As told earlier the propeller of the ATE-3 was made of fiberglass plastics like the rotor blades.  In the beginning we used polyester resin which is not as heat resistant as epoxy resins.  What happened was that the heat from the crankshaft conducted to the propeller flange (we later found the flange was quite hot). The heat caused the polyester resin to get soft and shrink. The propeller bolts  got loose, the propeller started to vibrate and all the bolts broke!  The bolts were only 6 mm in diameter and were installed completely the wrong way with the thin thread portion taking the highest torque loads (picture below right).
What saved our day was that not all the bolts broke at the flange but at a few centimeters inside the propeller. The pusher action of the propeller kept it against the flange until the engine was shut down.
We made a new composite propeller with a completely new mounting as shown in the picture below left. The modifications were:
1. We changed over to epoxy resins in making the propeller
2. We installed 8 mm bolts instead of 6 mm bolts
3. We installed stud nuts to the propeller flange
4. We installed conical washers below each bolt

With these modifications the propeller shrinkage problem was gone.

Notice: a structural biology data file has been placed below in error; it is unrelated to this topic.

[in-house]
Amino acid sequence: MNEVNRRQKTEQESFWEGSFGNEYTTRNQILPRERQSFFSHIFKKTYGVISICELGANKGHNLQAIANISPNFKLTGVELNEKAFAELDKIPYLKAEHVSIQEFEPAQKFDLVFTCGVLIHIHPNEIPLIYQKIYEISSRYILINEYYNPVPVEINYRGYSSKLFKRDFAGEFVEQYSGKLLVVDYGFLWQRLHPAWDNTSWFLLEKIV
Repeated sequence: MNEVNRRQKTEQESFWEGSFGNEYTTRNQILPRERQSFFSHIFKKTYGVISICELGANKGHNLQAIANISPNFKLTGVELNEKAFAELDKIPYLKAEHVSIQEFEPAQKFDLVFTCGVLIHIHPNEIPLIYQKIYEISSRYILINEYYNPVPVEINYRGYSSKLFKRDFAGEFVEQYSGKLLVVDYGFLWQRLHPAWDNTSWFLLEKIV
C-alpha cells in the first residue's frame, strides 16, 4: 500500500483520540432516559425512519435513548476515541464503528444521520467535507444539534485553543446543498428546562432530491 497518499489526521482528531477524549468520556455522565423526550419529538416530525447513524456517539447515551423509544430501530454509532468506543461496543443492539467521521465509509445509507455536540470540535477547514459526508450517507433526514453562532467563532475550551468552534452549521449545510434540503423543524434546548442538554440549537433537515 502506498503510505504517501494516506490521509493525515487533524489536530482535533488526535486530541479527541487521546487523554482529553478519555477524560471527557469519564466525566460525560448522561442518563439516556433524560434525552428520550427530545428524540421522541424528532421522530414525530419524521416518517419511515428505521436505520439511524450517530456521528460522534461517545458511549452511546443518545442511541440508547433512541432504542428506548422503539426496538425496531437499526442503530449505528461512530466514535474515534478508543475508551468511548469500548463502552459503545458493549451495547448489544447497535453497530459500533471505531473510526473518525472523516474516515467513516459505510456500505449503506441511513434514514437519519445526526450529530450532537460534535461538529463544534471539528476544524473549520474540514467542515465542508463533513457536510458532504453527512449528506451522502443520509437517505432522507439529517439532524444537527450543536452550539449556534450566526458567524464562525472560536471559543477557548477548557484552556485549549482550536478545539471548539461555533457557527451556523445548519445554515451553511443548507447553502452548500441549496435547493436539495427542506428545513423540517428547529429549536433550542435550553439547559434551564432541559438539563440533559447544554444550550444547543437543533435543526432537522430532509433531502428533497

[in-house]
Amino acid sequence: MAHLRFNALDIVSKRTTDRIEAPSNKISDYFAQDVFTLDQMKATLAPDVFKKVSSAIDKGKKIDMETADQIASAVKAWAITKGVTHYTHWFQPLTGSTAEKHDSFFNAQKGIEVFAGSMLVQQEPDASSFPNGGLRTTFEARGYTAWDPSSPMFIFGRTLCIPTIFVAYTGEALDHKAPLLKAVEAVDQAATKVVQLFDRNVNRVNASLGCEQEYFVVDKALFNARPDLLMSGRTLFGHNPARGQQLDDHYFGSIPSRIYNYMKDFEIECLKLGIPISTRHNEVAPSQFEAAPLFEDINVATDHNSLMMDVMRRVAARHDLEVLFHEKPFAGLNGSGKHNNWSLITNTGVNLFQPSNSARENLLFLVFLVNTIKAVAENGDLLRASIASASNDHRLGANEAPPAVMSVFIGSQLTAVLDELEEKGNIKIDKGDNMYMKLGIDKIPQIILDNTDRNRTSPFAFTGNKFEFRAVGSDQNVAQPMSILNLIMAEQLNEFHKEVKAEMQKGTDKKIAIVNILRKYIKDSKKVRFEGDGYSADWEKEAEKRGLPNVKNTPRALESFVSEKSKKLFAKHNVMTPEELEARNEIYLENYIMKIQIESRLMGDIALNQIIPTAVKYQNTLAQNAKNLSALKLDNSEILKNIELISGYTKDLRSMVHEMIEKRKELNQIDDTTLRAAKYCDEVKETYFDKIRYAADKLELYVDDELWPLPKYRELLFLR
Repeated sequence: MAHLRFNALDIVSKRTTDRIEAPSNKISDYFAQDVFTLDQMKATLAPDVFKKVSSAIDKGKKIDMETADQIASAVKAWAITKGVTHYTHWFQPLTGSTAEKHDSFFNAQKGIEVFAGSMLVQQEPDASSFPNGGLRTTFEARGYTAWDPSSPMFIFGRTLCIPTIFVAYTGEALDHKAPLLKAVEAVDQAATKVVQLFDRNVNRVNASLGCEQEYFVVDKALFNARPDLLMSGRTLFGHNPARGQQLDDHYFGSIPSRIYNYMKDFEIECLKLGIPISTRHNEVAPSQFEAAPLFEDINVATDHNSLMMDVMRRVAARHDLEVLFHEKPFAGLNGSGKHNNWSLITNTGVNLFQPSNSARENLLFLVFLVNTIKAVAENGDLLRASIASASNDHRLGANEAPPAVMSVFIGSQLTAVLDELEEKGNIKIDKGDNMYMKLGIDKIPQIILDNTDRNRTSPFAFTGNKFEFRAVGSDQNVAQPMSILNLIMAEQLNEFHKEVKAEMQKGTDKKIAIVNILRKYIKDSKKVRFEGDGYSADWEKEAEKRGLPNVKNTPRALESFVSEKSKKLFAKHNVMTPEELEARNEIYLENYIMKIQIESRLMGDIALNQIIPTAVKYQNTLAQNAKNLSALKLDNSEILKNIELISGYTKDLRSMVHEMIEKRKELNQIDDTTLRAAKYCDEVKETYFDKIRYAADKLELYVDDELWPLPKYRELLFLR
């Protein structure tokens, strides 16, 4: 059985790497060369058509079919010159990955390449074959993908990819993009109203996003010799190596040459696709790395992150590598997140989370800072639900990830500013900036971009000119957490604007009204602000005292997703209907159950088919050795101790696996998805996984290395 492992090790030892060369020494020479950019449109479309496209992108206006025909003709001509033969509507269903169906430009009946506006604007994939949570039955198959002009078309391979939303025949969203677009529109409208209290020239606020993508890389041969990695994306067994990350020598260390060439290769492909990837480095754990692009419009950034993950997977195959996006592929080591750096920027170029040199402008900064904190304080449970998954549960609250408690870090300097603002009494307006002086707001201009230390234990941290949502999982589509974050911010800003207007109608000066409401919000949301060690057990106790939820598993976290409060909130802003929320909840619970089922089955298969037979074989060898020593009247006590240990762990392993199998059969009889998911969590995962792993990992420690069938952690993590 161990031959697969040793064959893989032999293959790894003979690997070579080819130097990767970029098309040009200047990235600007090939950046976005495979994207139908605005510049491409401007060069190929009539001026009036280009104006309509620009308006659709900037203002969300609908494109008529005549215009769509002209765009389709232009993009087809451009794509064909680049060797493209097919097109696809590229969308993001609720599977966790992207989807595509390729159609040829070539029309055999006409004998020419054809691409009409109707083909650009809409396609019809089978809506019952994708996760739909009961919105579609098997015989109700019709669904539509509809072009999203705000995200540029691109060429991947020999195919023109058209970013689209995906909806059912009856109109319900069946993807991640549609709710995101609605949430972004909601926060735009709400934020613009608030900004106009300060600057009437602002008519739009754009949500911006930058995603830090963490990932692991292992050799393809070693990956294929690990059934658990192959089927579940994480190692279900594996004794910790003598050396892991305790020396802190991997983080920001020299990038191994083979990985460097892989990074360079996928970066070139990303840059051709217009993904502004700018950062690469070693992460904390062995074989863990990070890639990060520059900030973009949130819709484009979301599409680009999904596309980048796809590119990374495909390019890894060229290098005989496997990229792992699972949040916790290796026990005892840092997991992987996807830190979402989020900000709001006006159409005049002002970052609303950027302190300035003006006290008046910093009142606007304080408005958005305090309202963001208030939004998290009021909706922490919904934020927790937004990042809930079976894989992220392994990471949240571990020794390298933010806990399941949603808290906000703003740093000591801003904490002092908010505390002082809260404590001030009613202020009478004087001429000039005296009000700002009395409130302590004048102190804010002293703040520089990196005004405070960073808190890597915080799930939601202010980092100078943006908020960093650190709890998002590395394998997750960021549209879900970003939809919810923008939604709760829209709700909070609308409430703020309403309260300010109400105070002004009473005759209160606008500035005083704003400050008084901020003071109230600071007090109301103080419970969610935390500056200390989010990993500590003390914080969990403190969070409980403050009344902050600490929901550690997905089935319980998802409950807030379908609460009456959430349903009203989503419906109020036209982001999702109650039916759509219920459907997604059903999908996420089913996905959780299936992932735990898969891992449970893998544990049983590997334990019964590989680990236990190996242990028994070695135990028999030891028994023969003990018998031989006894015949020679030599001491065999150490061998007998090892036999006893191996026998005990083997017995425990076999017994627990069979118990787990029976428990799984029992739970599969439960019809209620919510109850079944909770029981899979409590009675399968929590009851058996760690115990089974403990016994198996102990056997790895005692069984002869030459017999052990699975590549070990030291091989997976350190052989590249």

Propeller Mounting


Close to hitting a Wire

On the east side of Helsinki city there were some remote fields with no houses and people. Flight schools from the Malmi airport used these fields as training spots for simulated forced landings. Usually the flight instructor pulled the throttle back and the trainee should initiate a forced landing on to the fields, - but not lower than to about 10 ft altitude. With planes frequently flying so low I thought I can fly low, too, although I should stay at above 450 ft according to the regulations.  In doing so I often scared a hare or a crow which I sometimes started chasing. 

This was great fun until, to my horror, on one such flight I suddenly saw a telephone line ahead of me with no time to pull over. Instinctively I pushed the stick full forward and back in a fast sequence. By a miracle the blades did not hit the wire nor did the wire cut my throat.  I was lucky in another way, too. The ATE-3 had a horizontal stabilizer and did not start any longitudinal oscillations.